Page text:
The GOP candidate's religious beliefs lead him to divide the world into good and evil.
Even the least cynical campaign watcher might tire of seemingly rabid pundits waiting for another verbal gaffe or scandal to hit the wires. But what if the skeleton emerging from the proverbial closet was the devil himself?
The web was on fire last week with a speech unearthed from 2008 in which Rick Santorum, addressing students at a very conservative Catholic university, explained that he saw Satan at war with America. The pundit class immediately pointed to this as yet more evidence that Santorum is out of step with the twenty-first-century voter--nevermind that recent polls indicate that large majorities of Americans still profess belief in the devil.
Asked to respond, Santorum sought to downplay the speech, simply stating that he believes "in good and evil." Satan and the demonic--and even the notion of evil--aren't part of polite elite discourse anymore, so perhaps it was unsurprising that media commentators found their use shocking. But among all the evocations of horned creatures and 1970s horror movies, they missed something far more important than a tired fault line of the culture war. Santorum's argument relies upon a vision of the country's history that has become an article of faith among many neocons and liberals: America as an inherently exceptional nation.
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It is because of this special status, Santorum argued, that "the Father of Lies has his sights on what you would think the Father of Lies would have his sights on: a good, decent, powerful, influential country--the United States of America." What Catholic University professor Claes Ryn warned has become "America the Virtuous" stands alone, unique in history as a target for evil forces. "If you were Satan," Santorum asked, "who would you attack in this day and age? There is no one else to go after other than the United States and that has been the case now for almost two hundred years, once America's preeminence was sown by our great Founding Fathers."
No reasonable observer would argue against the proposition that the United States is exceptional in an empirical sense, still unmatched in its raw power and influence over other nations. But Santorum's America is an abstraction, a country untainted by evil, from its very origins set apart from the world. It is as if the entire continent were inside the garden of Eden and therefore without sin.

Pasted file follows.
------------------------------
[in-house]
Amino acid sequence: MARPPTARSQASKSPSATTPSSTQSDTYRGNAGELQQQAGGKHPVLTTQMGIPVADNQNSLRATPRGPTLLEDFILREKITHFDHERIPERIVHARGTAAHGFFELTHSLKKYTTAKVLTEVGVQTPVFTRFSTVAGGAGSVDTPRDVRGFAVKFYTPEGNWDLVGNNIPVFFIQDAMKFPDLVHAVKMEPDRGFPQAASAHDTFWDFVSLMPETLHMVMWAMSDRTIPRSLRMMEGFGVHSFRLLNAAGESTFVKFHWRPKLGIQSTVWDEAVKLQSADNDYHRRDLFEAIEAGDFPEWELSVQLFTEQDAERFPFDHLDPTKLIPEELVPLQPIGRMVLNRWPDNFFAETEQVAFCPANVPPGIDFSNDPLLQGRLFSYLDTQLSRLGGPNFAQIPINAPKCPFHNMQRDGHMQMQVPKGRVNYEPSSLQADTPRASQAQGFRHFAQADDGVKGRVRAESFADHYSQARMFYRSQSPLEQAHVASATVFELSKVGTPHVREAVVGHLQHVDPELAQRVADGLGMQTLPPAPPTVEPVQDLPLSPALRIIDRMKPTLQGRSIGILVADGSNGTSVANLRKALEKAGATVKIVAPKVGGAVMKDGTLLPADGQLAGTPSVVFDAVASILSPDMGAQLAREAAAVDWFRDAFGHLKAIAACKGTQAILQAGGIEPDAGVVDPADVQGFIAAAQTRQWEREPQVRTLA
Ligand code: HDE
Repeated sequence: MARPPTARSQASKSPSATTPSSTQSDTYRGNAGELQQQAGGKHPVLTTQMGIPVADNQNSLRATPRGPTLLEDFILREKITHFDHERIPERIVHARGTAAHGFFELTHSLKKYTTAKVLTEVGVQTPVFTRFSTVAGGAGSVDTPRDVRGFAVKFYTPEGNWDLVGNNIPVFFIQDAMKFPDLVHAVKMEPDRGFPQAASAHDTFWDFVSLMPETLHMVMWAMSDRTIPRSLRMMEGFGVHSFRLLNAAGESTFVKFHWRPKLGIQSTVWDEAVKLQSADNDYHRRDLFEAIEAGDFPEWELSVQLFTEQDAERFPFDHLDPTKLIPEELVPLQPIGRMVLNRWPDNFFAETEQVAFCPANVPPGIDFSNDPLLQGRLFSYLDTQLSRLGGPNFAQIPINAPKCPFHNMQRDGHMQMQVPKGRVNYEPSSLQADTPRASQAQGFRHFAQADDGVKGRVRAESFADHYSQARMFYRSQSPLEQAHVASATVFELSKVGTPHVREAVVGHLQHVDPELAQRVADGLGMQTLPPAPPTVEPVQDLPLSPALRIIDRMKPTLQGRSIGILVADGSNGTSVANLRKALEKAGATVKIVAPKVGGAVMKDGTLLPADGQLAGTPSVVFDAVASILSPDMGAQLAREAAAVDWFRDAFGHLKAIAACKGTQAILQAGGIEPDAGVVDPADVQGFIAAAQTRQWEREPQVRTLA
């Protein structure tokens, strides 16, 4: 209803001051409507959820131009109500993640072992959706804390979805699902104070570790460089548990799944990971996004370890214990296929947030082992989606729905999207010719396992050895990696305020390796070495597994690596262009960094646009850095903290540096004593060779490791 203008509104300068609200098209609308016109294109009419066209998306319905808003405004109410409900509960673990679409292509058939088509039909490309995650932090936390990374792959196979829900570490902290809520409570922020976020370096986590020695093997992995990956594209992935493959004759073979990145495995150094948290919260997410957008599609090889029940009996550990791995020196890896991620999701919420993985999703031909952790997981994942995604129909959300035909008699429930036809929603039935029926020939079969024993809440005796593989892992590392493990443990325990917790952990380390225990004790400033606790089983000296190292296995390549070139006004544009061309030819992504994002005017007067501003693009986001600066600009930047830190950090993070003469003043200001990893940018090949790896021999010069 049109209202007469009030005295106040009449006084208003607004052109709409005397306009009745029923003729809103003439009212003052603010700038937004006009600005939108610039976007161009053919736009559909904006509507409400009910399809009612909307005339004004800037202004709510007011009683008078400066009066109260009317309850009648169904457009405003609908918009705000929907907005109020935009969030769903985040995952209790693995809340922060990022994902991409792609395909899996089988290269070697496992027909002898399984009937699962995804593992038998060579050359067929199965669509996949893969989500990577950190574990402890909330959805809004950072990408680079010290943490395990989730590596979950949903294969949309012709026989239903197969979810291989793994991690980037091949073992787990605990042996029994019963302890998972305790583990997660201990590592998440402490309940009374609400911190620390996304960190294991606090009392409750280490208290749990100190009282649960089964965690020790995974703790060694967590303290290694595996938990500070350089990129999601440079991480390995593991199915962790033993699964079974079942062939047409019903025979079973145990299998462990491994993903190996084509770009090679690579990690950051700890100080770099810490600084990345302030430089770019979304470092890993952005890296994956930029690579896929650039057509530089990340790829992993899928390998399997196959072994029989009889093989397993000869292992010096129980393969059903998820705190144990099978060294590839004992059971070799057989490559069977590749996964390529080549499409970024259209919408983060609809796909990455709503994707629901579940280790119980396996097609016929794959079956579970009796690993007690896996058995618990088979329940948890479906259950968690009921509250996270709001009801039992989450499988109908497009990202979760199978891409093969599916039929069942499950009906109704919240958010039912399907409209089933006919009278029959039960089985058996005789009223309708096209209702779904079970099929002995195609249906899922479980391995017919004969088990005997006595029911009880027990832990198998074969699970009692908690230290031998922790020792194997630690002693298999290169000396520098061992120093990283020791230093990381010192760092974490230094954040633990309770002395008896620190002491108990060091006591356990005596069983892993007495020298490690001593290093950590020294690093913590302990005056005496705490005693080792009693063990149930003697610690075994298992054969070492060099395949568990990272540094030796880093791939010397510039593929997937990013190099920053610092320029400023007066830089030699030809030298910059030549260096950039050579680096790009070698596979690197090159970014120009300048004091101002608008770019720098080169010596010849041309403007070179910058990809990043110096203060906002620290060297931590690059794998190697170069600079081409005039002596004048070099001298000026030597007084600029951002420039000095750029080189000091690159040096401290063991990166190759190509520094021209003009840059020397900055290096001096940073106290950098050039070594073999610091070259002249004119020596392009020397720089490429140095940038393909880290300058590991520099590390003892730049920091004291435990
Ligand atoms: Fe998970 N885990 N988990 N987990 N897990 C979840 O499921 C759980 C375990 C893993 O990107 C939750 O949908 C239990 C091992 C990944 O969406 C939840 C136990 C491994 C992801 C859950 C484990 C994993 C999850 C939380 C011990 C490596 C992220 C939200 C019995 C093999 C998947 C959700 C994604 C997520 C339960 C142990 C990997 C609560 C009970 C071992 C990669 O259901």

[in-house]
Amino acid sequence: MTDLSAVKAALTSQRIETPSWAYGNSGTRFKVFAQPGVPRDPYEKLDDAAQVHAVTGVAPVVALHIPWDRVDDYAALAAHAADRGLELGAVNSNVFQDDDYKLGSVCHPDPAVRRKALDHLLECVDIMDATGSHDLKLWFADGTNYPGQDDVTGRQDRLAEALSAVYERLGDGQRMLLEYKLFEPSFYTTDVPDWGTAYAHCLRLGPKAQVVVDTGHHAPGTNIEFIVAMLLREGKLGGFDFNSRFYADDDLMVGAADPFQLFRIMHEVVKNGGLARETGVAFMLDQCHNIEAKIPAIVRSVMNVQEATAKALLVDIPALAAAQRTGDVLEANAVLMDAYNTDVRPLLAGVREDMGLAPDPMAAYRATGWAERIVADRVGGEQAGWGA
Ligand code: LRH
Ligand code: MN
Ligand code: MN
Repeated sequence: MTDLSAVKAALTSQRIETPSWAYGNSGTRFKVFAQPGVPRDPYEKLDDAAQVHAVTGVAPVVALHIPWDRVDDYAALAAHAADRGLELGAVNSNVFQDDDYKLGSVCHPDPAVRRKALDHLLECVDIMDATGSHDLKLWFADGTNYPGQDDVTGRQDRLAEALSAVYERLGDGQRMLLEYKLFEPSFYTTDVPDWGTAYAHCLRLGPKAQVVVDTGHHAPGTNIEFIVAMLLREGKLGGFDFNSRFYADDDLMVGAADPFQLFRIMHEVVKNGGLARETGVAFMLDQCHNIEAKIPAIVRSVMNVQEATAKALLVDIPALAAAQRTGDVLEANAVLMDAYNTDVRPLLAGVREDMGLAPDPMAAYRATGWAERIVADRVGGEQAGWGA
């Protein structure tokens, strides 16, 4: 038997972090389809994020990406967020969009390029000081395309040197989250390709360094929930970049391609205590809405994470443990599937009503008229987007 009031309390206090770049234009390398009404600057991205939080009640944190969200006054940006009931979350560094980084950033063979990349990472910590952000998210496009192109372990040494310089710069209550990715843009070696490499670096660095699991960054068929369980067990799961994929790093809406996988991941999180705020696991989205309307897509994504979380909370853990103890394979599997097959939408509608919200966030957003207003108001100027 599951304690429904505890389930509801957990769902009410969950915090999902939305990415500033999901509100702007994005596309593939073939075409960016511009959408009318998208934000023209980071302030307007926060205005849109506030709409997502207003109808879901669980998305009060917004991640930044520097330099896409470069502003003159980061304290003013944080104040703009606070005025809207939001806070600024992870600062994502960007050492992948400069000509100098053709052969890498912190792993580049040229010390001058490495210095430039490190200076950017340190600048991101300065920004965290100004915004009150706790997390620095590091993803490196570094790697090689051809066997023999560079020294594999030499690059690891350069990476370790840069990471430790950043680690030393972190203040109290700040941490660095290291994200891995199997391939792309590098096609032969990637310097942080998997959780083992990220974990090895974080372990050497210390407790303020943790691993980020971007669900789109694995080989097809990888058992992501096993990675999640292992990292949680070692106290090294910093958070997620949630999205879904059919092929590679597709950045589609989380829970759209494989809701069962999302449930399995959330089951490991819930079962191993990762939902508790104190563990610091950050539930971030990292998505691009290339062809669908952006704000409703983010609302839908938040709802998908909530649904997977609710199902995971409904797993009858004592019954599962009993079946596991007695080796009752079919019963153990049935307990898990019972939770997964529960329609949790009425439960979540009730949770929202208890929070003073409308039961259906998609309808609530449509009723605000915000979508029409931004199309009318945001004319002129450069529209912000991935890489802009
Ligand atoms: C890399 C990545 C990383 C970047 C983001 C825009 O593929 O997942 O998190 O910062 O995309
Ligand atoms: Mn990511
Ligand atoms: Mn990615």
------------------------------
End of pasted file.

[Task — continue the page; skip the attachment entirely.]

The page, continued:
The famous seventeenth-century image popularized by the rhetoric of Ronald Reagan, puritan leader John Winthrop's "city upon a hill," is thus distorted by Santorum. This image of America becomes less like a lighthouse and more like a menacing flotilla, what some scholars see as a longstanding tension between the nation as "exemplar" and an imperial power justified by special providence. In this view, America is no longer an earthly city--distinguished but susceptible to a fall--but closer to a heavenly one, entitled to issue moral commandments to less upstanding provinces.
Santorum's model for America is the nation that formulates a foreign policy not based on a sober assessment of its national interests but instead goes in search of monsters to destroy. And in Santorum's case, the evil forces are clearly manifest: "We're now having to fight a spiritual war . . . with the forces of radical Islam."
Santorum's vision suggests that the United States is exempt from the normal course of history, where great powers rise and decline, often for very earthly geopolitical reasons that have more to do with the worldly balance of power than any particular nation's state of grace. Great powers are in this sense subject to the same frailties as individual human beings: even the most virtuous men still succumb to old age. And like the most optimistic octogenarians among us, Americans need not embrace eventual decline, but they should be honest about the fundamental realities that even an amateur may intuit from a cursory study of world history.
Despite their varying agendas, the neconservative Santorum may have more in common with liberal interventionists than either faction would care to admit. Both in fact draw from the same fount: one that sees America as exceptional because of preeminent values. While they disagree on what exactly these values are and when and how they should be projected, both neoconservatives and liberal internationalists dream of America as a great redeemer among the nations.
Religious rhetoric is a fundamental part of the American tradition, and advocates of a pragmatic foreign policy should not insist that it be banished to the sidelines. The Puritans' and later Reagan's "city upon on a hill"--if seen as exemplar, not moral crusader--was not necessarily antithetical to a realist posture. But an outsized notion of American exceptionalism, detached from the realities of history and experience, is a demon that needs to be exorcised. While irreverent, a recent Washington Post parody of an interview with the devil may have said it best: "Don't get me wrong, America is great, but you don't have a monopoly on virtue."